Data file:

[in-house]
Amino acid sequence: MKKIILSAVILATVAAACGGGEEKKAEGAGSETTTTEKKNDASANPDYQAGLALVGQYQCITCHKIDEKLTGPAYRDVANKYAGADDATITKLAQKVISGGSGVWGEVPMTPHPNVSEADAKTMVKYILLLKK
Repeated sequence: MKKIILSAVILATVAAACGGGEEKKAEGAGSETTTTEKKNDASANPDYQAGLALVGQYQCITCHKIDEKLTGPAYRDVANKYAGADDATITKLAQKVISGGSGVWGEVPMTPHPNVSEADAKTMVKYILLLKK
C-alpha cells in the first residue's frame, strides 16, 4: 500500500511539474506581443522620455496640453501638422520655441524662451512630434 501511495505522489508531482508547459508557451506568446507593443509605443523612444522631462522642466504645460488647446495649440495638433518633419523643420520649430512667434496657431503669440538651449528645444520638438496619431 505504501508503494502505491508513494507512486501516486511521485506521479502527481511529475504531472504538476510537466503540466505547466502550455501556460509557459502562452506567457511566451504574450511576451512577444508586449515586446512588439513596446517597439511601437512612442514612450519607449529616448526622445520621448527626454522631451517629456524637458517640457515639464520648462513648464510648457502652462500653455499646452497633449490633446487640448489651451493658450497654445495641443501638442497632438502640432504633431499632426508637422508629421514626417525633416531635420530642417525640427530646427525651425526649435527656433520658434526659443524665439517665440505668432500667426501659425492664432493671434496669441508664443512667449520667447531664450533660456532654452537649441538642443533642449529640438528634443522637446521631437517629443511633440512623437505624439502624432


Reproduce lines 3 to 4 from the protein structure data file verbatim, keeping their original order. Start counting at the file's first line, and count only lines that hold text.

Repeated sequence: MKKIILSAVILATVAAACGGGEEKKAEGAGSETTTTEKKNDASANPDYQAGLALVGQYQCITCHKIDEKLTGPAYRDVANKYAGADDATITKLAQKVISGGSGVWGEVPMTPHPNVSEADAKTMVKYILLLKK
C-alpha cells in the first residue's frame, strides 16, 4: 500500500511539474506581443522620455496640453501638422520655441524662451512630434 501511495505522489508531482508547459508557451506568446507593443509605443523612444522631462522642466504645460488647446495649440495638433518633419523643420520649430512667434496657431503669440538651449528645444520638438496619431 505504501508503494502505491508513494507512486501516486511521485506521479502527481511529475504531472504538476510537466503540466505547466502550455501556460509557459502562452506567457511566451504574450511576451512577444508586449515586446512588439513596446517597439511601437512612442514612450519607449529616448526622445520621448527626454522631451517629456524637458517640457515639464520648462513648464510648457502652462500653455499646452497633449490633446487640448489651451493658450497654445495641443501638442497632438502640432504633431499632426508637422508629421514626417525633416531635420530642417525640427530646427525651425526649435527656433520658434526659443524665439517665440505668432500667426501659425492664432493671434496669441508664443512667449520667447531664450533660456532654452537649441538642443533642449529640438528634443522637446521631437517629443511633440512623437505624439502624432